## 1. Introduction

Carbon dioxide (CO_{2}) is regarded as one of the main factors of the greenhouse gas effect and eventual global warming [1, 2]. Since CO_{2} production is difficult to be suppressed or diminished, reduction of CO_{2} emissions at the very emission source has become a major issue to be addressed. Gas capture methods using compounds like amines, whitewash or base-like adsorbents such as alkaline ash, activated carbons, porous silica, zeolites, ions exchange resins and mesoporous silicates, activated alumina, metal oxide and others showed promising prospects [3, 4].

However, such methods unavoidably produce wastes like carbamates and carbonates that need to be removed or regenerated. So-called Temperature Swing Adsorption (TSA) and Pressure Swing Adsorption (PSA) techniques for on-site regeneration via repetitive fluctuations of temperature and pressure without removing the adsorbents showed satisfactory performances in treating industrial flue emissions [5, 6, 7]. However, their energy consumption even partly compensated by the heat evacuated by the very flue emission, the use or organic compounds and production of undesirable by-products still remain major shortcomings.

The reversible capture of CO_{2} at ambient temperature from low concentrated gas emissions requires a new approach that targets gas retention in CO_{2}-rich atmospheres with subsequent release at nearly ambient conditions in less concentrated media. This concept involves respiratory systems for concentrating CO_{2} onto a solid surface that can be regenerated by a mere equilibrium contact with CO_{2}-free media or upon forced convection under strong carrier gas stream. This concept has barely been tackled so far. The targeted equilibrium shift that favors CO_{2} desorption requires not only specific adsorption sites capable of displaying weak and purely physical interactions with CO_{2} on the adsorbent surface but also optimization of many parameters that govern these interactions.

Successful attempts in this regard have demonstrated that CO_{2} can reversibly be retained through weak interaction with amphoteric to weakly basic surfaces. Indeed, CO_{2} was found to adsorb on a wide variety of clay-supported polyalcohols. The OH groups of the incorporated organic moieties were found to act as adsorption sites [8, 9, 10, 11]. The moisture content of such adsorbents showed a significant contribution to CO_{2} retention [9, 12]. One of these organoclay materials, namely montmorillonite intercalated with H30 Bolton dendrimer has particularly attracted attention. Due to its optimum surface properties, appreciable CO_{2} retention capacity (CRC) was induced by increased number of available OH groups without intermolecular dendrimer aggregation into dense hydrophobic clusters [11, 12, 13].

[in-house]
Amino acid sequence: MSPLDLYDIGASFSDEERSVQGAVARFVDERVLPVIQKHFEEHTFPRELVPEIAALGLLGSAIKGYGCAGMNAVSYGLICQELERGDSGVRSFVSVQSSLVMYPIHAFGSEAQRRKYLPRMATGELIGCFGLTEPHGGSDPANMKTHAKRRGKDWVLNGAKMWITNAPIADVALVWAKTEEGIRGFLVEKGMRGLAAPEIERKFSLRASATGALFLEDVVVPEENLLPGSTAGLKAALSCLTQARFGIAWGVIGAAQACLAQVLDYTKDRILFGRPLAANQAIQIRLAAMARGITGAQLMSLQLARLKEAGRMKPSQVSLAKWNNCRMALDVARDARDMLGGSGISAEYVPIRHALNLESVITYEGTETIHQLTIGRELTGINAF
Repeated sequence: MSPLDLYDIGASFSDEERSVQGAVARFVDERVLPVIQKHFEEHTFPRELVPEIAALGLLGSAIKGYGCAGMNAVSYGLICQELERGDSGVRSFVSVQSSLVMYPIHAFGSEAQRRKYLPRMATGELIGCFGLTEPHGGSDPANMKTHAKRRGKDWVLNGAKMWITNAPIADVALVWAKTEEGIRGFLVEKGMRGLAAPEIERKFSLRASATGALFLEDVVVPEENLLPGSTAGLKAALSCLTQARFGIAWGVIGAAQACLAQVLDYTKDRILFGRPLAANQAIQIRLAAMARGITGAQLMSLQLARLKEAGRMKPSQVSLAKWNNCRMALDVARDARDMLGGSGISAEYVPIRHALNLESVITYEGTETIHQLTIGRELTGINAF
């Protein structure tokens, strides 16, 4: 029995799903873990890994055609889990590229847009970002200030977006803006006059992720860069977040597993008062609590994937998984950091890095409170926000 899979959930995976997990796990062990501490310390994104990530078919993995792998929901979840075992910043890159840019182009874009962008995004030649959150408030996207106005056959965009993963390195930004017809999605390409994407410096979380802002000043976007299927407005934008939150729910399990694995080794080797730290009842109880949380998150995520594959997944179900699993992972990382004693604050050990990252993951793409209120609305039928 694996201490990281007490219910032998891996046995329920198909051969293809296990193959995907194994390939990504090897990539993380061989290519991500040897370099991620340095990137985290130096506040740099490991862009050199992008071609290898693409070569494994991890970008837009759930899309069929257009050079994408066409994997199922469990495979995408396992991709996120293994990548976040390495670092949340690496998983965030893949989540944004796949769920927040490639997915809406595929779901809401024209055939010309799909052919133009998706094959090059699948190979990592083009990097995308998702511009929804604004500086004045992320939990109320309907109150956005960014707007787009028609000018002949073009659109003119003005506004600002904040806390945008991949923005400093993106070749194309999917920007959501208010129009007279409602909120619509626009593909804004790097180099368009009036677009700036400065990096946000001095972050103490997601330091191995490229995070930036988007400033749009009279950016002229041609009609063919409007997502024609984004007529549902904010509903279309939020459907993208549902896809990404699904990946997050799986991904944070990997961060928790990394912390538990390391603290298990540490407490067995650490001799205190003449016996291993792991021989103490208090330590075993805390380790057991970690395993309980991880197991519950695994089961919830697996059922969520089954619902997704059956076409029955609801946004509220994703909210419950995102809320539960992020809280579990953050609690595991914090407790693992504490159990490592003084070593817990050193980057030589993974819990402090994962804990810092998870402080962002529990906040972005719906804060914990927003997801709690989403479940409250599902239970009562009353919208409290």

The adsorption–desorption cycle on OH-enriched montmorillonites appears to be strongly influenced by a series of parameters such as temperature, total pressure, CO_{2} partial pressure, contact time and carrier gas throughput [9, 12, 13]. The lack of data dealing with the effects and possible interactions occurring between these parameters has stimulated research in this direction. For this purpose, the reversible capture of CO_{2} was modeled and optimized using 3^{3} factorial experiment designs. Preliminary experiments showed that, as expected, numerous factors can influence the adsorption desorption of CO_{2}, but only some of them, namely the flow rate, contact time and impregnating CO_{2} quantity can be regarded as being key parameters that govern the processes efficiency. A judicious choice of the parameters range is an essential requirement for achieving high CRC values. The latter along with the water moisture were modeled as response-functions using Na^{+} exchanged montmorillonite containing 1 wt% of dendrimer H30 (NaMt-H30). The individual effects and interactions of these parameters were investigated in order to detect and assess a possible synergy on CO_{2} adsorption.

## 2. Materials and methods

### 2.1. Preparation of NaMt-H30 and characterization

Na^{+} exchanged montmorillonite (NaMt) containing 1 wt% of dendrimer H30 (NaMt-H30) has been prepared and characterized in previous works [9, 11, 12, 13]. As a reminder, NaMt originated from the purification of commercial crude bentonite supplied by Aldrich with a 1.58 silica/alumina weight ratio, as previously described. A bulky polyester-alcohol with the chemical formula 2,2-bis(methylol)propionic acid (bis-MPA) with an idealized structure illustrated in Scheme 1 was employed as organic moiety [14, 15]. This compound is commercially designated as dendrimer H30 (supplied by Boltorn Technology Co. Ltd.) and having an average 3607.6 g⋅mol^{−1} molecular weight.